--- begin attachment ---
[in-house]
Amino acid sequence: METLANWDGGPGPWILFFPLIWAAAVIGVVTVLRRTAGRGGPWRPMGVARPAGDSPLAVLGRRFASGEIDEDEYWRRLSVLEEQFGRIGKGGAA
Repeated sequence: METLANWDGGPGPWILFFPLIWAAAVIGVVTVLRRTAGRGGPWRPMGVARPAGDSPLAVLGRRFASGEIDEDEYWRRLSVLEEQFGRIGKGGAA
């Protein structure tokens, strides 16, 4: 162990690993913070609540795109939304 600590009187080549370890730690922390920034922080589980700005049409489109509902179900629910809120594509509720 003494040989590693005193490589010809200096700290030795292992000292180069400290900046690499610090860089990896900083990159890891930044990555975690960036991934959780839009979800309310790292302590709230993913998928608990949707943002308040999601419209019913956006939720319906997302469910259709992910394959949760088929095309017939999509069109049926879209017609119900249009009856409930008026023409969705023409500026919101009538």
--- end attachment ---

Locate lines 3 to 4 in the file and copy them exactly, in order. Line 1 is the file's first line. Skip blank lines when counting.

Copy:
Repeated sequence: METLANWDGGPGPWILFFPLIWAAAVIGVVTVLRRTAGRGGPWRPMGVARPAGDSPLAVLGRRFASGEIDEDEYWRRLSVLEEQFGRIGKGGAA
């Protein structure tokens, strides 16, 4: 162990690993913070609540795109939304 600590009187080549370890730690922390920034922080589980700005049409489109509902179900629910809120594509509720 003494040989590693005193490589010809200096700290030795292992000292180069400290900046690499610090860089990896900083990159890891930044990555975690960036991934959780839009979800309310790292302590709230993913998928608990949707943002308040999601419209019913956006939720319906997302469910259709992910394959949760088929095309017939999509069109049926879209017609119900249009009856409930008026023409969705023409500026919101009538």